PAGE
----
It’s not wise to engage in significant physical activity during that two week period, Bernstein says. “Walking is allowed and I would even allow easy spinning on an indoor trainer. But I’m not having people wander out and about since I don’t want them infecting others in a group ride,” he says.
“If someone was hospitalised or had significant illness—not asymptomatic or mild—then I’m likely going to do additional testing, including blood testing, cardiac testing, and respiratory assessment,” Bernstein adds. He suggests these tests before you jump back in the saddle.
Once you do get back, take it easy. You can find recommendations for getting back to your regular riding routine here.
How can I prevent getting sick this season?
An ounce of prevention is worth 453 grams of cure, as they say, so here are some tried-and-true ways to avoid colds, flu, and general crud that makes you cough, sneeze, and feel so miserable that you just can’t ride.
1. Get immunised
The flu shot and the COVID vaccine are your best protection against significant illness. “Both are very effective at preventing severe illness, death, and overwhelming the health care system resources,” Bernstein says.
2. Train smart
Some cyclists have extra protection against the invading germs that cause upper-respiratory infections like the common cold. A 2015 study published in the European Journal of Applied Physiology found that, after a 30-minute ride, a group of fit cyclists had higher levels of salivary antimicrobial proteins (sAMPs)—which play a role in warding off illness—than their less-fit peers did after the same ride. The catch: It takes consistent physical activity to ramp up those germ fighters. Another reason to keep riding through the winter.
Just remember that extreme training can dampen your immunity, says Bernstein. “Overtraining can suppress the immune system, so make sure to watch your chronic training load to prevent overtraining as this can also lead to illness,” he says.
3. Wear a gaiter
There’s a saying in traditional Chinese medicine: “Wind is the leader of the 100 diseases.” As you might have guessed, that includes the common cold. According to the same principles, our neck is particularly vulnerable to diseases of the wind, and when we let it get cold, our immunity plummets, and in comes disease. Your grandmother probably told you the same thing. Heed traditional wisdom and cover your neck with a wool-blend neck gaiter. At the very least, it will keep you toasty and comfortable while you ride.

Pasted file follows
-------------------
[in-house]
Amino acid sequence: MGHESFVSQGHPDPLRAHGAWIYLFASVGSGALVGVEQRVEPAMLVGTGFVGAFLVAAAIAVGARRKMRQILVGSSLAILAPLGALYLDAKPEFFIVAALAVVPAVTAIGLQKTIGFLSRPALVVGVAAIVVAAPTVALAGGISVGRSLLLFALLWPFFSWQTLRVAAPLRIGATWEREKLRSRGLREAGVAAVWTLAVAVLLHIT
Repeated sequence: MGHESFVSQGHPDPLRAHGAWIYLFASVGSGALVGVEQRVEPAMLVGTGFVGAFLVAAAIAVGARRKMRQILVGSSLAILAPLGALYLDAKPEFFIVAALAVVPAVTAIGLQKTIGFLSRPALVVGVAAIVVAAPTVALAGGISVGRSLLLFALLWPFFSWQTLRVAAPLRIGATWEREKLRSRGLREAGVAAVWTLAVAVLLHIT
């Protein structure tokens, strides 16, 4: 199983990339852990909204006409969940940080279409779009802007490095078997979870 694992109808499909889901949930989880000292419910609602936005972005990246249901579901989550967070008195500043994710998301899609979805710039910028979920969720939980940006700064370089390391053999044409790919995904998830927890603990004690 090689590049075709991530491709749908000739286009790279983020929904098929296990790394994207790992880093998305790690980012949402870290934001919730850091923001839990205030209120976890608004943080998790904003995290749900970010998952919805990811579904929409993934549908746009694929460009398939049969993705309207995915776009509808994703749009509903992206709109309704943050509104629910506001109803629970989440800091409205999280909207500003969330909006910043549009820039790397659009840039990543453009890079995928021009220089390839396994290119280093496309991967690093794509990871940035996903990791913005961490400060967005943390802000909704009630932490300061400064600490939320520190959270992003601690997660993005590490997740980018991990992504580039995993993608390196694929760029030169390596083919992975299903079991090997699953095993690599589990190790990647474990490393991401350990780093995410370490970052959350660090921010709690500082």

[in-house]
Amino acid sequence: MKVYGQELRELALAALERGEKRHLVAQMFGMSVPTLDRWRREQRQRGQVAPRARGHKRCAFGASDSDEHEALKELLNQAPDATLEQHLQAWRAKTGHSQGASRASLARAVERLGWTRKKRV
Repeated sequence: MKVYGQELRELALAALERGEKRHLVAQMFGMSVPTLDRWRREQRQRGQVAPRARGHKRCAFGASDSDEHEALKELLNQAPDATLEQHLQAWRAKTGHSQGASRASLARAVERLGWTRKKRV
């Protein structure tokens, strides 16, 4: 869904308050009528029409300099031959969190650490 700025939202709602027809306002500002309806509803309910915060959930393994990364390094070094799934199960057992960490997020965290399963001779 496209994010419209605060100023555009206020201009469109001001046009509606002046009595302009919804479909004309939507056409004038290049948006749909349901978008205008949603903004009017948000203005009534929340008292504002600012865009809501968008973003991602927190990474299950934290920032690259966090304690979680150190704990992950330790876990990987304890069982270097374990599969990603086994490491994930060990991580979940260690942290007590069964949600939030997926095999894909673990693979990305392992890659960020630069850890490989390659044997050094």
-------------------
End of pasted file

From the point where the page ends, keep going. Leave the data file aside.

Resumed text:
4. Respect your sleep
Your body needs sleep to keep its immune system firing on all cylinders. Research shows that those sleeping fewer than six hours a night have dramatically lowered immune-system responses when under virus attack than those getting a solid seven to nine hours of shut-eye. When you’re already feeling under the weather, sleep helps you fight off disease-causing invaders faster and more efficiently.
5. Drink up
Dry winter air—both inside and out—can be dehydrating. Yet we often skimp on fluids during cold winter months. Don’t. You need plenty of water to produce lymph, which carries disease-fighting white blood cells throughout your body. Research also shows proper hydration is key to keeping those protective sAMP levels high. Keep a pot of hot herbal tea handy. It’ll keep you warm as well as hydrated.
6. Wash your hands
For Pete’s sake, those “wash your hands” signs are everywhere for a reason—hand washing works. Germs live on surfaces like doorknobs, cell phones, pretty much everywhere. You touch a surface. You touch some food or your face. You get sick. Avoid it by simply washing your hands often.